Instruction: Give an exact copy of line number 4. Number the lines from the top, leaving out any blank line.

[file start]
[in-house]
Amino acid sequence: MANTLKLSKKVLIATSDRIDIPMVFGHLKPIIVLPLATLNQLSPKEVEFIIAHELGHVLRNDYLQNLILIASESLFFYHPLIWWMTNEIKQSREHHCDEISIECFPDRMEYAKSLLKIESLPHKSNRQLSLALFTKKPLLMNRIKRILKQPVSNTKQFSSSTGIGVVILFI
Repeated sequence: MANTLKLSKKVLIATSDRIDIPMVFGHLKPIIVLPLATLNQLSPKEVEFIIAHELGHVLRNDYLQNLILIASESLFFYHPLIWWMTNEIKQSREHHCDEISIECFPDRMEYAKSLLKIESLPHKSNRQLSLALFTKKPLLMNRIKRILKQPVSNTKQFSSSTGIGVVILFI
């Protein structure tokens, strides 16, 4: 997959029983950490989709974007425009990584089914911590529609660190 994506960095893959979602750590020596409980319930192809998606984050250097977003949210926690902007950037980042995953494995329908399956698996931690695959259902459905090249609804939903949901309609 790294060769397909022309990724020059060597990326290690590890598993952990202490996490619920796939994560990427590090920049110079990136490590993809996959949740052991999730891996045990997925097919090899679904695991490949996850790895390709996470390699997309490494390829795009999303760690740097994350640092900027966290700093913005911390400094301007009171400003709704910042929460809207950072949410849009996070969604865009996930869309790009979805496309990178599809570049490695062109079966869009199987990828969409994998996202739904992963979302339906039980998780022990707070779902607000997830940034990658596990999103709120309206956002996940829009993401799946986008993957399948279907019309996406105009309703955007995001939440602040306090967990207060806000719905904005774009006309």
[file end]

């Protein structure tokens, strides 16, 4: 997959029983950490989709974007425009990584089914911590529609660190 994506960095893959979602750590020596409980319930192809998606984050250097977003949210926690902007950037980042995953494995329908399956698996931690695959259902459905090249609804939903949901309609 790294060769397909022309990724020059060597990326290690590890598993952990202490996490619920796939994560990427590090920049110079990136490590993809996959949740052991999730891996045990997925097919090899679904695991490949996850790895390709996470390699997309490494390829795009999303760690740097994350640092900027966290700093913005911390400094301007009171400003709704910042929460809207950072949410849009996070969604865009996930869309790009979805496309990178599809570049490695062109079966869009199987990828969409994998996202739904992963979302339906039980998780022990707070779902607000997830940034990658596990999103709120309206956002996940829009993401799946986008993957399948279907019309996406105009309703955007995001939440602040306090967990207060806000719905904005774009006309």